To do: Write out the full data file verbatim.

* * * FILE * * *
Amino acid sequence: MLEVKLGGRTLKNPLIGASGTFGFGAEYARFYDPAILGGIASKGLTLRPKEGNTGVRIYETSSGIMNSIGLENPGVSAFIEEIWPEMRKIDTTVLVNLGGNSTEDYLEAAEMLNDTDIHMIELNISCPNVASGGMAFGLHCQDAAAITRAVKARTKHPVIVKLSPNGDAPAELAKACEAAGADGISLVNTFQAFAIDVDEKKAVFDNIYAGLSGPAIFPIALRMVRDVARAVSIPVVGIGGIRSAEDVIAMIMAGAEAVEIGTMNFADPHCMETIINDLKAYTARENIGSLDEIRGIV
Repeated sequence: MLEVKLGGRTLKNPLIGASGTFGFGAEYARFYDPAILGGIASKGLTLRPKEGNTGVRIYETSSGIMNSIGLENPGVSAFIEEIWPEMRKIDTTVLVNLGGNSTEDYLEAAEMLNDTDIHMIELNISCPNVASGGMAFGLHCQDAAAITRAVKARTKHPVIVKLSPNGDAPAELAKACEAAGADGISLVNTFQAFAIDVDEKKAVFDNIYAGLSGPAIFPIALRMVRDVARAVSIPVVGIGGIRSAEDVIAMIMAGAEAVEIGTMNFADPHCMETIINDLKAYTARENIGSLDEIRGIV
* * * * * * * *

Amino acid sequence: MLEVKLGGRTLKNPLIGASGTFGFGAEYARFYDPAILGGIASKGLTLRPKEGNTGVRIYETSSGIMNSIGLENPGVSAFIEEIWPEMRKIDTTVLVNLGGNSTEDYLEAAEMLNDTDIHMIELNISCPNVASGGMAFGLHCQDAAAITRAVKARTKHPVIVKLSPNGDAPAELAKACEAAGADGISLVNTFQAFAIDVDEKKAVFDNIYAGLSGPAIFPIALRMVRDVARAVSIPVVGIGGIRSAEDVIAMIMAGAEAVEIGTMNFADPHCMETIINDLKAYTARENIGSLDEIRGIV
Repeated sequence: MLEVKLGGRTLKNPLIGASGTFGFGAEYARFYDPAILGGIASKGLTLRPKEGNTGVRIYETSSGIMNSIGLENPGVSAFIEEIWPEMRKIDTTVLVNLGGNSTEDYLEAAEMLNDTDIHMIELNISCPNVASGGMAFGLHCQDAAAITRAVKARTKHPVIVKLSPNGDAPAELAKACEAAGADGISLVNTFQAFAIDVDEKKAVFDNIYAGLSGPAIFPIALRMVRDVARAVSIPVVGIGGIRSAEDVIAMIMAGAEAVEIGTMNFADPHCMETIINDLKAYTARENIGSLDEIRGIV